Yakuza Kiwami Review
Yakuza Kiwami brings back Kiryu's origins, but feels like a serious retread of old ground.
The Yakuza series has been a wild ride, seeing wild changes over the years to the Kamurocho district that often acts as the game's focal area, with a rotating cast of characters through the years, but always with one Kiryu Kazuma at the center of things. Its original title, Yakuza, was released on the Playstation 2 in North America in 2006, but for people who didn't have a chance to play it, seeing the origins of Kiryu was something that they would need to look up videos for (or see the synopsis videos in subsequent Yakuza games). Yakuza Kiwami, however, changes this.
In Yakuza Kiwami, Kiryu is just a regular Yakuza in the year 1995, yet to encounter the spectacular events that will eventually shape the rest of his life. Soon, he's thrown into prison for a crime he didn't commit, and returns to a very changed world 10 years later, ready to try to reconnect with his old life. But, as you might expect, things don't go so smoothly. It's an interesting story, perhaps more so to see the origins of the Dragon of Dojima than the actual story itself. It's strangely told - I'd almost describe it as 'disjointed', as characters and villains are introduced, nearly forgotten, only to re-emerge later after having little to do with the story at all. One villain in particular only even shows up at the end of the game, like we're supposed to care about him.
There are some new story elements introduced with Kiwami, showing some of the events that occur during the 10 years that Kiryu is behind bars, which adds some additional depth to a character important to the story. I can't imagine how jarring the character's change would've been in the original release without these little flashbacks to the past, so this change was refreshing. And of course, there are little nods and references to other Yakuza games, such as referencing Kiryu's past as a real-estate agent in 1988. These kinds of references are a cute little wink to other games, but also strange - Yakuza Kiwami should be the definitive starting point for people new to the series, but there are numerous sidestories and minigames that reference a history between Kiryu and other characters that simply feels out of the blue if you haven't played Yakuza 0.
The gameplay of Kiwami is, like almost all Yakuza games, a bit of walking around Kamurocho, beating up the many goons that are foolish enough to approach you, and a lot of side content - whether minigames like pool and car racing or sidestories that range from the melodramatic to the ridiculous. As always, this side content can easily take up a majority of the game, whether you want to play mahjong, chat with hostesses, fight in a colosseum, or solve what seems like every problem in Kamurocho. It's the heart of the Yakuza series, and it hasn't changed one bit.
Of course, the game has been completely revamped from the bottom-up for the PS4, using the Yakuza 0 engine to process it all. This, while obviously improving the game from its original release. The fighting system is more or less lifted from Yakuza 0, offering you multiple styles of fighting to use in combat, few loading screens, and a few minigames that weren't even present in the original Yakuza at all (such as the aforementioned slot car racing).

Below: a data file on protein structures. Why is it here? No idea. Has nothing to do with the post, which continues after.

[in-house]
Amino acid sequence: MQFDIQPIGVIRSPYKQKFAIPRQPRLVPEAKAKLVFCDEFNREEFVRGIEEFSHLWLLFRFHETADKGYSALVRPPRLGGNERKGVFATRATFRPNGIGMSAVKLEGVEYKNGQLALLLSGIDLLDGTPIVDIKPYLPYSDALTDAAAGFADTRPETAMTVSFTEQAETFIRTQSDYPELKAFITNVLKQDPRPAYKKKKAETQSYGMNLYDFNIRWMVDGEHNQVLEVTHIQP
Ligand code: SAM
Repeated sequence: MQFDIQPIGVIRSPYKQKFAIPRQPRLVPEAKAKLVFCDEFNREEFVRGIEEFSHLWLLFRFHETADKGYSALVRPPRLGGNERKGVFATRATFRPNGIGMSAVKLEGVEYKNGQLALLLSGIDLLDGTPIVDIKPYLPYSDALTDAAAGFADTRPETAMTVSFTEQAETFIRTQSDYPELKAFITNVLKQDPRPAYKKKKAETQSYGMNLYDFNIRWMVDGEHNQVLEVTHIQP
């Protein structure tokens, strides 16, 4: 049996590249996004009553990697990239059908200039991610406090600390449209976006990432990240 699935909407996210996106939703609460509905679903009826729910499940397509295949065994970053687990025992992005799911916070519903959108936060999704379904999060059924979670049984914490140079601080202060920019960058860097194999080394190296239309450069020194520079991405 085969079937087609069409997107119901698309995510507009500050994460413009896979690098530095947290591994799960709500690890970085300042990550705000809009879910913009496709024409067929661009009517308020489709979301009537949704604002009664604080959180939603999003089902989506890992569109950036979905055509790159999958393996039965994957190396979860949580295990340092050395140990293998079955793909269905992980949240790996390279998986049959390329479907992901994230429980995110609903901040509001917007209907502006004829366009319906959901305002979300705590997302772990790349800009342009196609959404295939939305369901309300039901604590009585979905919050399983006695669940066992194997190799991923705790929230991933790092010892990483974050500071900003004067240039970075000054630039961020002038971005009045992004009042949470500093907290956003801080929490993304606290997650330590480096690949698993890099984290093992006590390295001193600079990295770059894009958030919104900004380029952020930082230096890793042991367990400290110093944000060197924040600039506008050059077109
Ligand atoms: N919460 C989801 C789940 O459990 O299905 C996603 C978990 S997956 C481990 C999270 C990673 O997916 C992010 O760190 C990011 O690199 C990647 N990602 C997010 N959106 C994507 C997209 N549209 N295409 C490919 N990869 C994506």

While this certainly gives the game a new shiny coat of paint, a side result of this is a strong feeling of similarity to Yakuza 0 in almost every single way, bar the story itself. Worse yet, due to the removal of such content from Yakuza 0 such as the real-estate gameplay or Majima's story, the game feels like a step back entirely in content. It really just ends up feeling less like a revamp of the first game, and more like some expansion content for Yakuza 0, not really worthy of its own big release. You'd be hard pressed to take a look at this game and point out anything really new beyond the storyline and perhaps a card-based minigame that's...not very good (the card battles are a rock-paper-scissors affair in which sultry women dressed like bugs in bikinis fight in an arena).
Probably the greatest amount of new content the game offers is present in the new 'Majima Everywhere' system which, at a risk of sounding obvious, is a system in which you encounter Majima....everwhere. Essentially, Goro Majima wants to fight Kiryu Kazuma to build up the strength that Kiryu lost from all those years in prison. And to do it, Majima will fight him at every opportunity, whether its by chasing him down on the streets, ambushing him from a trash can, or even 'fighting' him in a minigame battle. These battles are a tough, but necessary, evil, though at certain points it can sometimes get tiring to have to fight the guy yet again, as the battles themselves can often take some time. If nothing else, though, it's amusing to see Majima try so very hard, even if it means dressing like a zombie or police officer just to try to fight Kiryu.
The thing is, Kiwami offers a great chance for those who came late to the series to play through Kiryu's beginnings, but the step back from Yakuza 0 makes it tougher to recommend than any other Yakuza game. The strange thing is that it doesn't really do anything wrong, per se, it's just not as good as the game that came before it. That said, if what you want is more Yakuza, more beating up random thugs on the street, and more, then Yakuza sure has your back. Coming so closely off the heels of Yakuza 0, however, has done nothing but tarnish it by making its content feel old, even when you're booting the game up for the first time.